So what we're doing here, the CEOs weren't included in the original act. The wording that was in the Schedule that was part of bill implied only the boards would be subject to the act and not the CEOs. So we're addressing that error that was made in the spring.

 

When it comes to legislation, it evolves and sometimes you discover problems after the fact and you have to make changes. So I don't think there's a need to make political hay with that so to speak, it happens and it's being addressed quickly, so that makes sense.

 

The final piece – and the minister spoke to this as well – the Independent Appointments Commission process doesn't apply to Law Society appointees and that's in reference to the Legal Aid Act.

 

This amendment clarifies that the Law Society is responsible for the nominations to the Legal Aid Commission as outlined in the Legal Aid Act. The Law Society nominates five candidates and the traditional process then is that Cabinet picks three from the five candidates that the Law Society puts forward. It makes sense to make that adjustment.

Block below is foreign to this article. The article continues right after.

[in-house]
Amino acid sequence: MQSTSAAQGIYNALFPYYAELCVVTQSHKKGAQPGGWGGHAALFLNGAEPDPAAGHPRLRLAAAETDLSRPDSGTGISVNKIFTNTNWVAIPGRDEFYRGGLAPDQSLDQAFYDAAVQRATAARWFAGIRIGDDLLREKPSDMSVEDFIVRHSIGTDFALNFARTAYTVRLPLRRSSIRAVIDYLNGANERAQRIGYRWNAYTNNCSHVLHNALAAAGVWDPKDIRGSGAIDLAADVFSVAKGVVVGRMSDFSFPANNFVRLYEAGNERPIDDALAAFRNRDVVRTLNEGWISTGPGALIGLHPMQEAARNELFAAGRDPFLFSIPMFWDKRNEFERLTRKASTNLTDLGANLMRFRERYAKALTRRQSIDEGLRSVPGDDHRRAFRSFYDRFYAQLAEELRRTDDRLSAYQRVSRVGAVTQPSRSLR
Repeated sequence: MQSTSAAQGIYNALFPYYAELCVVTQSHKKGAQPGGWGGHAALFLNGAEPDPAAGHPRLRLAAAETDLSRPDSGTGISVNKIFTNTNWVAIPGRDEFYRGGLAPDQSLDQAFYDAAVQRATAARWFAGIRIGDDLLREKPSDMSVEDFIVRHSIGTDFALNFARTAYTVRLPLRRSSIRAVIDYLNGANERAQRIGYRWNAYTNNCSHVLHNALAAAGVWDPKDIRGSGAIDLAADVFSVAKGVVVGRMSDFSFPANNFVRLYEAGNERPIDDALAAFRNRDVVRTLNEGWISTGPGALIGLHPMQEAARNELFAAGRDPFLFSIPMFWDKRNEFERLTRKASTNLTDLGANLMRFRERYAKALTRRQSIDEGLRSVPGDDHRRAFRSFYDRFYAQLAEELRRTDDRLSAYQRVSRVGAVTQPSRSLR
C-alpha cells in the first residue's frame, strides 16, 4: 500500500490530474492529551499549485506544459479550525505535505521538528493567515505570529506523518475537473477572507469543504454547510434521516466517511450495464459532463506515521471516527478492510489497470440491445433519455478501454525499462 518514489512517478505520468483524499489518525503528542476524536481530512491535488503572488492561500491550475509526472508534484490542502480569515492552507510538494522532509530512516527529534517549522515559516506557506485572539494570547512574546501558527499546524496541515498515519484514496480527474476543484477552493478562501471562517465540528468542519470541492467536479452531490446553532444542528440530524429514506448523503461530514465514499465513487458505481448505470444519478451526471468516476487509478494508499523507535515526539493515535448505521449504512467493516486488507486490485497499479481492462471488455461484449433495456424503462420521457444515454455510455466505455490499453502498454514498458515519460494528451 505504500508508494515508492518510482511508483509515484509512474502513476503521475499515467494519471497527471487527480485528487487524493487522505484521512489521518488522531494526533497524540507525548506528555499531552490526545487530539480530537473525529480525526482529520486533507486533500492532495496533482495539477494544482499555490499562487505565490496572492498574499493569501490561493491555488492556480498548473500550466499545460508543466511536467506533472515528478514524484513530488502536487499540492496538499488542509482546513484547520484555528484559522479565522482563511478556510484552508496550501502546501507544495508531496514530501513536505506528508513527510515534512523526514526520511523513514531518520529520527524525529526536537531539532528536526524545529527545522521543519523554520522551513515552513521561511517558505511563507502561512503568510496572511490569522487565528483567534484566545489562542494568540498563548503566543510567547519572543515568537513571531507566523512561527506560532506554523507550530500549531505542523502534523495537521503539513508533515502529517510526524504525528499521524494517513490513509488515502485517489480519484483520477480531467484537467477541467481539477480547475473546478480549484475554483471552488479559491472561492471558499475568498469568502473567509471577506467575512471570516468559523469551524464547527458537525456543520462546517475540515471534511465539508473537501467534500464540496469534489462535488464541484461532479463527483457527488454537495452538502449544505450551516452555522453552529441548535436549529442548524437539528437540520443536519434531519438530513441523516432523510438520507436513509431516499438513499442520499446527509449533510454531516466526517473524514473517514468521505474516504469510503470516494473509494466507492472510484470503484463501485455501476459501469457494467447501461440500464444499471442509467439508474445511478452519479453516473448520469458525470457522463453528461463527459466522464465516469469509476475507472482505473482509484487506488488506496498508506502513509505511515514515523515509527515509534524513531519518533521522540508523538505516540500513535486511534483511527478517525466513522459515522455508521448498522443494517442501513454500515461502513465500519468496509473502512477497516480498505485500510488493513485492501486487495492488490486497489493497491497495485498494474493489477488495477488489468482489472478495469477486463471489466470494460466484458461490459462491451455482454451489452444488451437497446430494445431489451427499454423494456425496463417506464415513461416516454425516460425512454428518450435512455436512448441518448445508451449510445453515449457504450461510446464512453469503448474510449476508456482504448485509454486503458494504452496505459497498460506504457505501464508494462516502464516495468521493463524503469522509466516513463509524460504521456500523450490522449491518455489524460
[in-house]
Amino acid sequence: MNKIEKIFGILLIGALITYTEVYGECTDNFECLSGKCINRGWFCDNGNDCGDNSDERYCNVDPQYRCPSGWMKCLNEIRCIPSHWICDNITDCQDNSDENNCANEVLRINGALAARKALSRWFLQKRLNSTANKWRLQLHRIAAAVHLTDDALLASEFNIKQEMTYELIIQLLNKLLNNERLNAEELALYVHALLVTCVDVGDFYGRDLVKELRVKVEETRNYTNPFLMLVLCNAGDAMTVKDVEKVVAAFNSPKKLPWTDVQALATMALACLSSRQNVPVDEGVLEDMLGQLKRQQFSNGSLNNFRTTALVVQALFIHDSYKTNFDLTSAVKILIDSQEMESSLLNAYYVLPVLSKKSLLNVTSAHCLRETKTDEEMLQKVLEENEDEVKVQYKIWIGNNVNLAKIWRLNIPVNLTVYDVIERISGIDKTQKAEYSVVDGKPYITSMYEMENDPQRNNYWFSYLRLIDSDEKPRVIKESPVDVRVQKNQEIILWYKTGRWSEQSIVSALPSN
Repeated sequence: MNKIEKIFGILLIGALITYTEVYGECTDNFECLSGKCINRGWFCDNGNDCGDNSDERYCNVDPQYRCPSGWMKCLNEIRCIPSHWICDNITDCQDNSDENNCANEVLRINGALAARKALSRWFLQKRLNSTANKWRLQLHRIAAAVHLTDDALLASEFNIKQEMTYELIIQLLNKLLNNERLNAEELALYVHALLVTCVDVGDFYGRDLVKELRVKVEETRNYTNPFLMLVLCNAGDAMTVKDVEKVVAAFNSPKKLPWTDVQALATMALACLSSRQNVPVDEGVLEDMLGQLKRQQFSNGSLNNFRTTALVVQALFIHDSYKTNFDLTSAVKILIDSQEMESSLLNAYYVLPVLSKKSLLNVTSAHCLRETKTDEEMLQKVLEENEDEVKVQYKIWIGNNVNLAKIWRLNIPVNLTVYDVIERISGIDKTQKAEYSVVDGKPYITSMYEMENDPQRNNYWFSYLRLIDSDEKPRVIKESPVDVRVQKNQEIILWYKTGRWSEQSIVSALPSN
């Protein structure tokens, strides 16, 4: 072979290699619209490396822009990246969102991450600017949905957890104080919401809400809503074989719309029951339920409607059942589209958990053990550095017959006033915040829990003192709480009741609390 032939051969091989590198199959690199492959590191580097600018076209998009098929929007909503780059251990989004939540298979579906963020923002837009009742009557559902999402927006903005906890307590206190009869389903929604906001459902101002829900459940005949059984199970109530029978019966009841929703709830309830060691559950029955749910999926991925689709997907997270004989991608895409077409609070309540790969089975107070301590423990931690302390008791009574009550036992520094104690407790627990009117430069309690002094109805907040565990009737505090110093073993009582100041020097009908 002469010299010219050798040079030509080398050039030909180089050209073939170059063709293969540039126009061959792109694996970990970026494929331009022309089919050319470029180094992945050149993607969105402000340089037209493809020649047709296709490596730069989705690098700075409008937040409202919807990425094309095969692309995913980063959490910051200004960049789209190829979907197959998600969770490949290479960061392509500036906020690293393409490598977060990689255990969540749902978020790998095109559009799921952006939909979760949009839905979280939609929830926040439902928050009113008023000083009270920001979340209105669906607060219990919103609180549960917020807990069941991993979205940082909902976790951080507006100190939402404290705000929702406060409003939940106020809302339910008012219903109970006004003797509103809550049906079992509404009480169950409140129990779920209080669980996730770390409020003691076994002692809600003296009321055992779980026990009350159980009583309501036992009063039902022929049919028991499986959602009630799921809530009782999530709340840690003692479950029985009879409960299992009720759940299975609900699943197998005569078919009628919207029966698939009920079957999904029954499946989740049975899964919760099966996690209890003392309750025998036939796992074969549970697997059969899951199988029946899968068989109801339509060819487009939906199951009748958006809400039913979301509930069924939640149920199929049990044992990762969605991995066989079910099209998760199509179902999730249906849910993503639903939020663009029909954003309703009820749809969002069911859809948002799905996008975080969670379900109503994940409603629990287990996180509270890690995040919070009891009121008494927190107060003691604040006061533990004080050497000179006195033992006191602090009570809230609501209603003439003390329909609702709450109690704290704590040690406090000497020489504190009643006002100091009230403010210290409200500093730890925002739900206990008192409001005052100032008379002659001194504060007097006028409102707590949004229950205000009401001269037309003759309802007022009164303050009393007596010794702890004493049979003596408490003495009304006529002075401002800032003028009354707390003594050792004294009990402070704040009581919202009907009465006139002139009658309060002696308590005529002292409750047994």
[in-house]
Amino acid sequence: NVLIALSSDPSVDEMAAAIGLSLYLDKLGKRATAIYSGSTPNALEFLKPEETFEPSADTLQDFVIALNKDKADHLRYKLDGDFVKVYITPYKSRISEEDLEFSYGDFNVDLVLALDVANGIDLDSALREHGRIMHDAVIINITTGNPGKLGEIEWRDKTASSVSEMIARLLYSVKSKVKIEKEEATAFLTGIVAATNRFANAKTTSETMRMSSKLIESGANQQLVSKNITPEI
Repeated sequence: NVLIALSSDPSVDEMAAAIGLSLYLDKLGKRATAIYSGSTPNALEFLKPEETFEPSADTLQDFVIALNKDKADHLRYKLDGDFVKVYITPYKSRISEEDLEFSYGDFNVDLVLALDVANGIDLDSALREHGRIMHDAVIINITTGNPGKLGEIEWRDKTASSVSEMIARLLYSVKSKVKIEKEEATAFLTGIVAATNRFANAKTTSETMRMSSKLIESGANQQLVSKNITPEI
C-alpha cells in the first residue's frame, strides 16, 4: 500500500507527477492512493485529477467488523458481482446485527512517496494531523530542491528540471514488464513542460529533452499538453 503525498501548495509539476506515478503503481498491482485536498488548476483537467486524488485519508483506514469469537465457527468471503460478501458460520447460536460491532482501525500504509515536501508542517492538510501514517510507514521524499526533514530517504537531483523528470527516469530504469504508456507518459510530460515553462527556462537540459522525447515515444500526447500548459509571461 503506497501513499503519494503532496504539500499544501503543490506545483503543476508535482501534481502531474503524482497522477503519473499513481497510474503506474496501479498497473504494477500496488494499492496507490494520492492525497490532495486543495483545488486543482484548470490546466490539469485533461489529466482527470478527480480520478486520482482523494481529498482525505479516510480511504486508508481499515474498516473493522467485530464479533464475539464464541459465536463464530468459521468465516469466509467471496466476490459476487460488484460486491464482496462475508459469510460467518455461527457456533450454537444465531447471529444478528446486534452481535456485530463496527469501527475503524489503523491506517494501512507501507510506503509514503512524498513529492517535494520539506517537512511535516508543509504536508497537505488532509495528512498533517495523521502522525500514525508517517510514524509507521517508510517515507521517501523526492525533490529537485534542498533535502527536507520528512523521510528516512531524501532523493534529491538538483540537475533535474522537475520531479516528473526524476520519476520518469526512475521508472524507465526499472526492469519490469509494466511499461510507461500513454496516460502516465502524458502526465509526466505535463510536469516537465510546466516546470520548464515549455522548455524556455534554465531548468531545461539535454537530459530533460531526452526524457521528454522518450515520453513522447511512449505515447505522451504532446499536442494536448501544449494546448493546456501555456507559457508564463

My issue this evening is not with these minor changes that are logical, my issue continues to be with the overall challenges with our Independent Appointments Commission process – again, not the people. Good people who I'm sure are making good recommendations, but let us not be fooled into thinking that they are somehow able to make appointments because they're not. That was fundamentally our issue with Bill 1.

 

With that said, I think these changes are logical ones. A little surprised by one of the misses, but overall I do agree with the minister that this is housekeeping stuff. At this point, I'll conclude my remarks in second reading. I look forward to the other stages of the process on this bill.

 

Thank you.

 

MR. SPEAKER: The hon. the Member for St. John's East – Quidi Vidi.

 

MS. MICHAEL: Thank you very much, Mr. Speaker.